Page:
are rights of way to cyclists. But to share these routes with horses and off-road vehicles is very much a mixed blessing. Even full suspension will not iron out the discomfort of the deeply pitted surface from horse hooves, nor the water-filled ruts left by 4x4s. The only hint of suspension on my 25 year old Raleigh is the Girvin Flex-stem on the handlebars, which is an inadequate gesture in the right direction……..CIMG9835

However, the purpose-built track around Grafham Water is ideal for the ‘hard-nosed and hard-tailed’ bikeCIMG9840

and on the way round you might come across anomalies like this 160 ft crane jibCIMG9838

which turned out to be a mobile bungee-jumping outfit

I was staggered to discover that each jump will charge £60 to your plastic card which, at a rough guess, will work out at about £20 per second of free-fall………The 10 minutes I hung around, there was not a single taker. I wonder why?

But then I headed off along a bridleway, which eventually tapered into a byway called Hartham Street….not a street, of course, but a deeply pitted and rutted track that was almost unrideable. But some sacrifices are worth making if they lead you through something that poets might describe as bucolic bliss.CIMG9845

And when I reached the top of the wold overlooking my own village, this was the view that greeted me as the sun was dropping over the horizon.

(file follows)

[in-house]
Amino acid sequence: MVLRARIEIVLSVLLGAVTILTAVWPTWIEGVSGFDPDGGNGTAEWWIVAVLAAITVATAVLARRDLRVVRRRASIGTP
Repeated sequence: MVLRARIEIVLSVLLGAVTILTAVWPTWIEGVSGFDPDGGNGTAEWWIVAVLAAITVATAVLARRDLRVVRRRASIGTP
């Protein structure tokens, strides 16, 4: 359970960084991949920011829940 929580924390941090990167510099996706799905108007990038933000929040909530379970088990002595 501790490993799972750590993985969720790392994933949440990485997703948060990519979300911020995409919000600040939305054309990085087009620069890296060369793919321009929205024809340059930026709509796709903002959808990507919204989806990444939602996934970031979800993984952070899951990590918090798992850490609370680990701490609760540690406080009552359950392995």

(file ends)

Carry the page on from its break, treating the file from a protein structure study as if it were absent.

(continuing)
I set off early, to meet up with the Thursday crowd at East Carlton, not calculating the day’s total mileage. But it was such a glorious day, and the countryside was at its spring best, with the oil-seed rape putting on a special show of colour.

My 30 mile route out to the café was interrupted by a “Road closed” sign which, like a true road cyclist, I duly ignored…..but this time almost to my cost. After a few miles of riding on newly-laid tarmac, I began to pick up the sulphurous smell, then noticed a certain warmth rising from the road……then I saw the tarmac spreader and the heavy rollers, and realised I was riding on very hot tarmac. Had I gone another 50 metres, I am sure I would have been dealing with two melting tyres.

A few of the group.....

A few of the group…..

The group ride was a 28 mile route out and back along the stunning Welland Valley, but not all on the valley bottom. We climbed out several times, enjoyed descents as fast as 40mph, and ended up in Weston by Welland for lunch. By this time I had about 55 miles on the clock, with the prospect of at least 30 miles to get home.CIMG9816

But the wind was in my favour, the conditions were near-perfect, and the route home mysteriously extended to 47 miles…..giving a final tally of 102 miles (164kms). Since my first day on the Istanbul ride will be approximately 100 miles to Harwich, I consigned today’s efforts as a little bit of training for May 6th.CIMG9831

Answering the call of nature, I found a "loo with a view"...

Answering the call of nature, I found a “loo with a view”…

We are blessed in the East Midlands with a huge variety of country tearooms, many of them in sleepy little hamlets, but they manage to survive, even thrive. A mainstay of the numbers that cross their thresholds is the lycra-clad brigade. We arrive, after doing a ‘chunk of miles’, sometimes in challenging circumstances, and expect to be served a gallon of tea and a selection of cakes and scones.

Today, the Old Vicarage Tearoom at Naseby beckoned, along with the pleasure of the company of other like-minded roadies. Except for me, to get my cup of tea and cake, it was the mean distance of 35 miles just to get there, with a similar distance to get back home (of course).